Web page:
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Author`s name Timothy Bancroft-Hinchey

The Cholera roadmap: Is it doable?

The latest edition of The Lancet journal discusses the question in its Editorial section of the recent roadmap announced by the World Health Organization to end the fifty-year pandemic called Cholera, concluding that we have the technical ability but that there are also many challenges.

The article, "Cholera: ending a 50-year pandemic", quotes the annual burden posed by cholera, estimated at 2.9 million cases occasioning 95,000 deaths, and quotes the shocking example of Yemen this year, where 750,000 cases have caused 2,000 deaths - and now with the humanitarian crisis in northern Myanmar/Bangladesh, there are serious concerns of an outbreak among the Rohingya refugees. These are the type of challenges which will confront the recent Roadmap to reducing cholera deaths by ninety per cent by 2030, announced by the World Health Organization on October 3.

The seventh pandemic

The article in The Lancet traces the outbreaks of cholera back over two hundred years, stating that the latest pandemic, the seventh traced since records registered the first in the Ganges Basin in 1817, began in 1961 and describes it as an "ongoing" situation. And it is one which affects the poor, those who have less access to clean water and sanitation/hygiene systems, called WASH (Water, Sanitation, Hygiene).

The article states that cholera is endemic in no less than 47 countries and humanitarian crises are often accompanied by an epidemic, as we see today in Yemen, where the statistics are shocking. For the last three years, since September 2014, warring factions in Yemen supported on one side by the Saudis (Sunni) and the other, the victims, defended by Iran (Shiite) with the West wading in on the side of the Saudis, have destroyed the country to breaking point. The victims as usual are civilians in general and children in particular. Over the last two years, from May 2015 until August 2017, the United Nations Organization has documented 5.144 civilians killed and 8.849 injured. Of these 1.184 children were killed and 1.592 were injured.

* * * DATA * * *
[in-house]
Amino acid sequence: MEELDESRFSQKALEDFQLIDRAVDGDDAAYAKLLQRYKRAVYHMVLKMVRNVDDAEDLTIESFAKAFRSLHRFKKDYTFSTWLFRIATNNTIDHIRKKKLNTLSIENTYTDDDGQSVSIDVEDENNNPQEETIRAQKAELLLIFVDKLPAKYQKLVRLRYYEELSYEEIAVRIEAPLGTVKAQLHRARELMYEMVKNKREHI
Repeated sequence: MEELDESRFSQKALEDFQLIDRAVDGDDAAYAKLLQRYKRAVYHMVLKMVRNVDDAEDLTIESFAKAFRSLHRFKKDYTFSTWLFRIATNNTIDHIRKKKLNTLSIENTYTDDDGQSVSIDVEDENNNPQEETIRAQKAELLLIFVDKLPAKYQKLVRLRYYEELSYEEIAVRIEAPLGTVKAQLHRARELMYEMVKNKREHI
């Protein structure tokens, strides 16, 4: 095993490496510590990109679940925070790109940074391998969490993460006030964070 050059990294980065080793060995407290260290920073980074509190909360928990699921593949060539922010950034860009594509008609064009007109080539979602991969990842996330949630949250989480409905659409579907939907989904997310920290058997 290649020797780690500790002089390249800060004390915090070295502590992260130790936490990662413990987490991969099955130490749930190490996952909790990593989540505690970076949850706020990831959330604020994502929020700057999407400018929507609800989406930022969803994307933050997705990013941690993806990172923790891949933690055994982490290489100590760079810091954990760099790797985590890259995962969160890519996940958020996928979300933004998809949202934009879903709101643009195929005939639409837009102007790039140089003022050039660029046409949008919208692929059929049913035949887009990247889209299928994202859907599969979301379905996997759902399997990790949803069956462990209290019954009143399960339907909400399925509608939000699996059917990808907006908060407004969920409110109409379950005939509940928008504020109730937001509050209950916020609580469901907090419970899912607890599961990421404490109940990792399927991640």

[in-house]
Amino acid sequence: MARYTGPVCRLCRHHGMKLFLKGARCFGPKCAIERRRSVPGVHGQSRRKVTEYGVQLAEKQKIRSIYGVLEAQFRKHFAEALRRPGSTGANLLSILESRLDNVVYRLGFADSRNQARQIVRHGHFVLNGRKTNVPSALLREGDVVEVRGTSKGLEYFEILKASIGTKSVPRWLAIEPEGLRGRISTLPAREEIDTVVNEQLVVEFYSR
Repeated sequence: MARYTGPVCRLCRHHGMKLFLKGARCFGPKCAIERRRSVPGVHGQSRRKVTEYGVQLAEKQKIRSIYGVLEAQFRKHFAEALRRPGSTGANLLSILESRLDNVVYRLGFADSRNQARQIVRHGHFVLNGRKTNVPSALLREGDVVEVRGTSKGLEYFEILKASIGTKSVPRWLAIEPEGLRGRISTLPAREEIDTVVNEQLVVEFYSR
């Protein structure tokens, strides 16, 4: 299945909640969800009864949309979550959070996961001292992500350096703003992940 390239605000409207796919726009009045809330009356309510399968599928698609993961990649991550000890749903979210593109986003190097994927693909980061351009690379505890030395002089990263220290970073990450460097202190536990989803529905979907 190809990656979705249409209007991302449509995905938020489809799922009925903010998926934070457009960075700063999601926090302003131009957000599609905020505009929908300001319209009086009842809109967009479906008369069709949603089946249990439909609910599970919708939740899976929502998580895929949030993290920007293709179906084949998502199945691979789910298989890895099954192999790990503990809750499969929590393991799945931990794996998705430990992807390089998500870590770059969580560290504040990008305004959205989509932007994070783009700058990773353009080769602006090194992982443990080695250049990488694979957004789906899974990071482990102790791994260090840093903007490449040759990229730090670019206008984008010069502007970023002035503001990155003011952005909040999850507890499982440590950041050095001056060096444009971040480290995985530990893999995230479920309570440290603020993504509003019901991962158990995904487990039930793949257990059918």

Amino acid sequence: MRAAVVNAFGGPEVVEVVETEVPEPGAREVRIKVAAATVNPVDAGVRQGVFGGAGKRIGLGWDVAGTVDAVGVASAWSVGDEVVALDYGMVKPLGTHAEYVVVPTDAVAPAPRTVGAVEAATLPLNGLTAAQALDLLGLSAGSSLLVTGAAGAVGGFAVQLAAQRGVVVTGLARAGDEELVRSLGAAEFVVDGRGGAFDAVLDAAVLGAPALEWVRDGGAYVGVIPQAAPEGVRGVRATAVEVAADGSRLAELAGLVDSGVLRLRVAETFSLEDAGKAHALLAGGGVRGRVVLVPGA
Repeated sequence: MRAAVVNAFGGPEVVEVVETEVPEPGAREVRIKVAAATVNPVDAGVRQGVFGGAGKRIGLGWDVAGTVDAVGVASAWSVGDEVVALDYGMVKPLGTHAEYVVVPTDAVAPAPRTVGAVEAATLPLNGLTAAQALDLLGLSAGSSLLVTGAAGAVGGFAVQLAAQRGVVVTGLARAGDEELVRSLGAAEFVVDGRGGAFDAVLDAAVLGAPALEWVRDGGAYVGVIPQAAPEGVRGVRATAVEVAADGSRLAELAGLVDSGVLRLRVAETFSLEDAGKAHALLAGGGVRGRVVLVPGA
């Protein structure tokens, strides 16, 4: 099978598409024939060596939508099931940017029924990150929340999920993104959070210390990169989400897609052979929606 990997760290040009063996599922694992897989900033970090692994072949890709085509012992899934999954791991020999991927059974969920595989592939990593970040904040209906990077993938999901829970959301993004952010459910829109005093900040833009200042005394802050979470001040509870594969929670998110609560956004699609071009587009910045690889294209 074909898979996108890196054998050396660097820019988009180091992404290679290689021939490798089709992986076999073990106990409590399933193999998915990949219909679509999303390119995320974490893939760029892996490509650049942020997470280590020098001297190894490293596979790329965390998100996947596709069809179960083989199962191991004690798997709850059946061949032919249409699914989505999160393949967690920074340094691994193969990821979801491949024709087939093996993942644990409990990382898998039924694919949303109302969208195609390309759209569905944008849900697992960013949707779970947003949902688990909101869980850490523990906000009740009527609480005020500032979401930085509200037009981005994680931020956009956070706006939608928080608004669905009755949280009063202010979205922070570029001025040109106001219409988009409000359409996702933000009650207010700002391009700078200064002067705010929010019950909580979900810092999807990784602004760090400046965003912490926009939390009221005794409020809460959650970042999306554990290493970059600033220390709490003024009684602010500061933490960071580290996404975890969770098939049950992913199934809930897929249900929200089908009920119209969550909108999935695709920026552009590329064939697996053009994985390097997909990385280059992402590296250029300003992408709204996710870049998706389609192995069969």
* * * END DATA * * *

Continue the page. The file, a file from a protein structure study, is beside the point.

Saudi-led airstrikes have included funeral gatherings, fishing vessels, schools, hospitals, markets, residential areas and public and private property.

"Operations were conducted heedless of their impact on civilians without regard to the principles of distinction, proportionality and precautions in attack" (UN Report, 2017).

This has been described as a man-made crisis by the UNHCR, since apart from the shelling and bombing ("collateral damage" in the words of some, except when someone does to them what they do to others), Yemen is facing the world's worst cholera outbreak with over 750.000 cases.

Seventeen million people are on the brink of famine and what is the response? Insufficient funding.

But it is not only in Yemen that the figures are so depressing. The Lancet editorial informs that 60 to 70 per cent of cases of cholera take place in Africa, in areas where the disease is endemic and even when there is no conflict, fast urbanization processes and uncontrolled spatial planning can give rise to the appearance of massive slums, breeding grounds for the disease.

The Lancet claims that WASH is an effective policy but an expensive one and for that reason its implementation has been slow. What is also effective, is the Oral Cholera Vaccine treatment, called OCV, and a massive vaccination campaign undertaken by the WHO has started to have a significant effect.

Three mainstays will underpin the roadmap: Rapid response to outbreaks and fast implementation of WASH systems; long-term strategies based on sustainable WASH infrastructure and financed healthcare systems; coordination of support locally and globally.